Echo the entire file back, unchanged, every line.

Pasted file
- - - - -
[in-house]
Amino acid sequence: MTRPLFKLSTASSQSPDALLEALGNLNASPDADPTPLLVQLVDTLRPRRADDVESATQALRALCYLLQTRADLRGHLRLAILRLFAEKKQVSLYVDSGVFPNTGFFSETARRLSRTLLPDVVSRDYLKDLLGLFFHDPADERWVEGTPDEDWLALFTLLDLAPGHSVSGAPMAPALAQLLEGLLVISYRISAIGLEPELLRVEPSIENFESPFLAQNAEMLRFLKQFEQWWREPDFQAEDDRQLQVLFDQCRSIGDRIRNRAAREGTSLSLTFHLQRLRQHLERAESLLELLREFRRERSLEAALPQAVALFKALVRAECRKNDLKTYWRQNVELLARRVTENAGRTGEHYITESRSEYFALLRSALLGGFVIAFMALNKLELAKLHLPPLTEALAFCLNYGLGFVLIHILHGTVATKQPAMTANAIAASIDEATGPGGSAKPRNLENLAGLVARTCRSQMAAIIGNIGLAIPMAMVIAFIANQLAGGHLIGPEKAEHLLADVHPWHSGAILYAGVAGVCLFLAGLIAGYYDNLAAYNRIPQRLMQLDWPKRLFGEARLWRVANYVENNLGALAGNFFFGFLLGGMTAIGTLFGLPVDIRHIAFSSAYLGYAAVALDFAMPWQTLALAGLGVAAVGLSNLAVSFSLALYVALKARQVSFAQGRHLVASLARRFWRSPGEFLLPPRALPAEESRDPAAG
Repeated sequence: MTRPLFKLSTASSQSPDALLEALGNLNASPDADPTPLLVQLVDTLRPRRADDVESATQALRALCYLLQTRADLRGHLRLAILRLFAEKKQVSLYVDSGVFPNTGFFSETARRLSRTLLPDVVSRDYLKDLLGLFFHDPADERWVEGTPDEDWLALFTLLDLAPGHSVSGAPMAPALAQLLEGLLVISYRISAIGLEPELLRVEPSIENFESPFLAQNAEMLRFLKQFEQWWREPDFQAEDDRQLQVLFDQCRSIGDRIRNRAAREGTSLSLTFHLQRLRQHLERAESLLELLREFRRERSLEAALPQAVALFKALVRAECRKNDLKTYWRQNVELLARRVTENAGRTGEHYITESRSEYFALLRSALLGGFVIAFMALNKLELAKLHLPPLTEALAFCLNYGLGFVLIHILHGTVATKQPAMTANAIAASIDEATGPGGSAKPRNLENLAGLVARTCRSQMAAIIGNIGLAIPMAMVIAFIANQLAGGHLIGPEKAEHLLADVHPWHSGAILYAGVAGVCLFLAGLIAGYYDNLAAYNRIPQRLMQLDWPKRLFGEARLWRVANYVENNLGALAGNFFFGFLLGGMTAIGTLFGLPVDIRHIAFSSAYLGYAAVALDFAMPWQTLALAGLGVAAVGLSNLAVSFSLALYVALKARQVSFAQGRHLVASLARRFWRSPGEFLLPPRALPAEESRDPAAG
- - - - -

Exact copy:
[in-house]
Amino acid sequence: MTRPLFKLSTASSQSPDALLEALGNLNASPDADPTPLLVQLVDTLRPRRADDVESATQALRALCYLLQTRADLRGHLRLAILRLFAEKKQVSLYVDSGVFPNTGFFSETARRLSRTLLPDVVSRDYLKDLLGLFFHDPADERWVEGTPDEDWLALFTLLDLAPGHSVSGAPMAPALAQLLEGLLVISYRISAIGLEPELLRVEPSIENFESPFLAQNAEMLRFLKQFEQWWREPDFQAEDDRQLQVLFDQCRSIGDRIRNRAAREGTSLSLTFHLQRLRQHLERAESLLELLREFRRERSLEAALPQAVALFKALVRAECRKNDLKTYWRQNVELLARRVTENAGRTGEHYITESRSEYFALLRSALLGGFVIAFMALNKLELAKLHLPPLTEALAFCLNYGLGFVLIHILHGTVATKQPAMTANAIAASIDEATGPGGSAKPRNLENLAGLVARTCRSQMAAIIGNIGLAIPMAMVIAFIANQLAGGHLIGPEKAEHLLADVHPWHSGAILYAGVAGVCLFLAGLIAGYYDNLAAYNRIPQRLMQLDWPKRLFGEARLWRVANYVENNLGALAGNFFFGFLLGGMTAIGTLFGLPVDIRHIAFSSAYLGYAAVALDFAMPWQTLALAGLGVAAVGLSNLAVSFSLALYVALKARQVSFAQGRHLVASLARRFWRSPGEFLLPPRALPAEESRDPAAG
Repeated sequence: MTRPLFKLSTASSQSPDALLEALGNLNASPDADPTPLLVQLVDTLRPRRADDVESATQALRALCYLLQTRADLRGHLRLAILRLFAEKKQVSLYVDSGVFPNTGFFSETARRLSRTLLPDVVSRDYLKDLLGLFFHDPADERWVEGTPDEDWLALFTLLDLAPGHSVSGAPMAPALAQLLEGLLVISYRISAIGLEPELLRVEPSIENFESPFLAQNAEMLRFLKQFEQWWREPDFQAEDDRQLQVLFDQCRSIGDRIRNRAAREGTSLSLTFHLQRLRQHLERAESLLELLREFRRERSLEAALPQAVALFKALVRAECRKNDLKTYWRQNVELLARRVTENAGRTGEHYITESRSEYFALLRSALLGGFVIAFMALNKLELAKLHLPPLTEALAFCLNYGLGFVLIHILHGTVATKQPAMTANAIAASIDEATGPGGSAKPRNLENLAGLVARTCRSQMAAIIGNIGLAIPMAMVIAFIANQLAGGHLIGPEKAEHLLADVHPWHSGAILYAGVAGVCLFLAGLIAGYYDNLAAYNRIPQRLMQLDWPKRLFGEARLWRVANYVENNLGALAGNFFFGFLLGGMTAIGTLFGLPVDIRHIAFSSAYLGYAAVALDFAMPWQTLALAGLGVAAVGLSNLAVSFSLALYVALKARQVSFAQGRHLVASLARRFWRSPGEFLLPPRALPAEESRDPAAG